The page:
We (and by we I mean i) talk a lot about leadership and it’s importance in both business and life, but we (sorry for the third-person self-references, but I’m experiencing an Instagram “selfie” withdrawal at the moment) don’t say as much about the teams. I was writing a blog post on my upcoming “year of code” a few days ago and I realized how my desire to strengthen a specific skill set could potentially make me a better leader and team member.
As a student of several schools of leadership I often find my way back to the simple (reductionist) things. In this case Lou Holtz’s three questions for building teams (and relationships in general, really):
- Do I trust this person?
- Do they care about me?
- Do they share my same pursuit of excellence?
The third question is the starting driver for me here: can I truly share your drive for excellence without an solid (hopefully empirical) understanding of the passion, pain, and challenges you face?
At the surface this seems like a reach, but the more I think about it the more I’m convinced of its truth. Yes, teams have to bring different skills and experiences to to the table to be effective, but they can’t reach their full potential without tightening the connecting threads of experience that helps them understand each other better.
To put it a different way: I don’t have to be an accountant to understand the numbers, but it helps that I’ve built my share of revenue forecasts and cost models. I don’t have understand the intricacies of state labor laws or benefits packages to work with HR, but it helps that I’ve created a few comp plans or coached a few team members. My experiences in these respective areas makes me a better team member because it gives be an intuitive understanding of other team members, what go through, and what required to help them solve problems. This is a key ingredient to managing conflict.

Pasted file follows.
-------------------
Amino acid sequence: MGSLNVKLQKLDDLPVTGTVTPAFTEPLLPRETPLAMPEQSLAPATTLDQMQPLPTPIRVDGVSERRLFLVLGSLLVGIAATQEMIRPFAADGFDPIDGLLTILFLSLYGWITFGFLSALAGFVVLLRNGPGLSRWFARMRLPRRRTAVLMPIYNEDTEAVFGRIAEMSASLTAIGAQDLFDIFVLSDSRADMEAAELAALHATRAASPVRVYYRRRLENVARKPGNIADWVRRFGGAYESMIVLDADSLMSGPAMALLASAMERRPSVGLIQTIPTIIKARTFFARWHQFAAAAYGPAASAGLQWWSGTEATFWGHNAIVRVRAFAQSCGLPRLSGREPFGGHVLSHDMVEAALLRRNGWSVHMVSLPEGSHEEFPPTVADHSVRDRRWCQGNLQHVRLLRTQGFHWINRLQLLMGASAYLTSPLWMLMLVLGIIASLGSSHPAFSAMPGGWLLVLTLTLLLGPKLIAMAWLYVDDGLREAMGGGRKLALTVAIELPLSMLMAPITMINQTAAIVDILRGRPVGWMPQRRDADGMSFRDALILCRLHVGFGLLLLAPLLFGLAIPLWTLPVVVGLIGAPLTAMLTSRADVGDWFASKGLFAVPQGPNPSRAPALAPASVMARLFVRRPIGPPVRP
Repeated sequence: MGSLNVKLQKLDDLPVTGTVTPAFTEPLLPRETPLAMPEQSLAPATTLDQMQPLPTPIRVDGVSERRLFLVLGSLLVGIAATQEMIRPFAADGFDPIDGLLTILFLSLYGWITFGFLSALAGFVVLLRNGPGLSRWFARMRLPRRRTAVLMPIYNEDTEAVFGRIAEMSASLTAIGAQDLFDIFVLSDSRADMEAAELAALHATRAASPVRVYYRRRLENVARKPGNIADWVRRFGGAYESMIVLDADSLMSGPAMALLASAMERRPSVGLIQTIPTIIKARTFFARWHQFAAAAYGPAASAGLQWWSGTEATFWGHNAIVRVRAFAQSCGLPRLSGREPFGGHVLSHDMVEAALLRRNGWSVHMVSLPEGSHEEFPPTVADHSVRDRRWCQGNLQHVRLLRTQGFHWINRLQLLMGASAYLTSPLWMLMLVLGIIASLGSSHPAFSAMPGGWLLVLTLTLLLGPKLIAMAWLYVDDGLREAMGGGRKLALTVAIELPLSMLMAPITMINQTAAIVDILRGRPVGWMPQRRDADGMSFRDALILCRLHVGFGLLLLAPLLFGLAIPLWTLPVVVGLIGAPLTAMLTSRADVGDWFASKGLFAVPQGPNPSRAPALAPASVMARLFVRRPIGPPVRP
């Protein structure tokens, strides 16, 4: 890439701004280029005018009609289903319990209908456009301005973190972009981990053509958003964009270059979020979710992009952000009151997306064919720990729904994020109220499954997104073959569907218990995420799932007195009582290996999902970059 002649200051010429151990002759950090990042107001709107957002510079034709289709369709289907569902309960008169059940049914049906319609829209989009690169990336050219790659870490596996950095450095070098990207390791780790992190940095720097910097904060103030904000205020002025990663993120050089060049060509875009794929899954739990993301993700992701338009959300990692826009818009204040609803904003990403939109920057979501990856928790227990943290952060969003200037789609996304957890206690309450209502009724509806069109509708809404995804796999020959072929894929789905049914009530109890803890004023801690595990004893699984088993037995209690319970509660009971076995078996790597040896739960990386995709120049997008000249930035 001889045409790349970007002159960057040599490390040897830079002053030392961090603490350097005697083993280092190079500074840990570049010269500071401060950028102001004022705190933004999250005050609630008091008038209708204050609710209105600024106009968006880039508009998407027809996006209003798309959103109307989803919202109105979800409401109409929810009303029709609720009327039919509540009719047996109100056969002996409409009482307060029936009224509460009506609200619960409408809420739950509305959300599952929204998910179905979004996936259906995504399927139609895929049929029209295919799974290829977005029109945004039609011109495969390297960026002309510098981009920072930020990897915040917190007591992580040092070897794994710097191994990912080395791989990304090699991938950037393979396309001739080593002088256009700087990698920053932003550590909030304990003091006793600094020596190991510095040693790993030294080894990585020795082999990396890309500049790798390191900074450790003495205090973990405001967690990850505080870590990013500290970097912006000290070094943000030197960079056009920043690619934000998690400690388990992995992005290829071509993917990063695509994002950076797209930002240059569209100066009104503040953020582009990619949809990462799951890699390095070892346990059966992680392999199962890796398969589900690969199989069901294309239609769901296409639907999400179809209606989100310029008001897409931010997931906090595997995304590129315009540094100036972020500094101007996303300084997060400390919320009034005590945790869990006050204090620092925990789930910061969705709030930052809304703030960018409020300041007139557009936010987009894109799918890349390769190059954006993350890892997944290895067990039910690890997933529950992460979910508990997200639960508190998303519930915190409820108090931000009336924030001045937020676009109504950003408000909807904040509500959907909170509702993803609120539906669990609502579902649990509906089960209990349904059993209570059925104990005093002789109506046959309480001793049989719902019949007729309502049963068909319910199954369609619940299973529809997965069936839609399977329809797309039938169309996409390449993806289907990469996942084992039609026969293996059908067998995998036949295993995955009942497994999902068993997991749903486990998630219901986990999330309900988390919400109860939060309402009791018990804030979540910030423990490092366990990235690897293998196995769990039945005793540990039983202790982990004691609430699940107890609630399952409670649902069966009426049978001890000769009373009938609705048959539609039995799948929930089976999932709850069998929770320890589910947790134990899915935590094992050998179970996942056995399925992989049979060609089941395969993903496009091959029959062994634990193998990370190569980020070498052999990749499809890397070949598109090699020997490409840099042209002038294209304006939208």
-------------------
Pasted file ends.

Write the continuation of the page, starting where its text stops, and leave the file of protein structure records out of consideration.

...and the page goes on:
As with everything else in life there’s a balancing act here. Too much specialization may create an unbalanced team member; too much generalization may create a dull edge (ineffective leadership or undervalued contributions). The trick here for any good leader (or team member) is having a wide enough range of things you’ve learned or done (in business and life) to aid you in cross functional “bridge-building”. It’s great to be an expert in a specific area- that’s usually why you are chosen for a team. But the difference between good and great team members (and teams) lies in decreasing the gaps between us that thwart understanding, empathy, and (consequently) productive collaboration.
Its sounds a like a gross oversimplification. I know, but the fact of the matter is this: I don’t have to know your specific area of expertise to connect with you and build something great. I only have to be around it, beside it, through it, or have experienced it ways that allow me to understand you, trust you, and demonstrate our shared pursuit of excellence. Those experiences make for a better me, and help build better teams.
Again, I know this sounds easy but its not really- being a well-rounded person never is. I acknowledge the fact that this is a growth area for me so all I’ll say is be more, do more.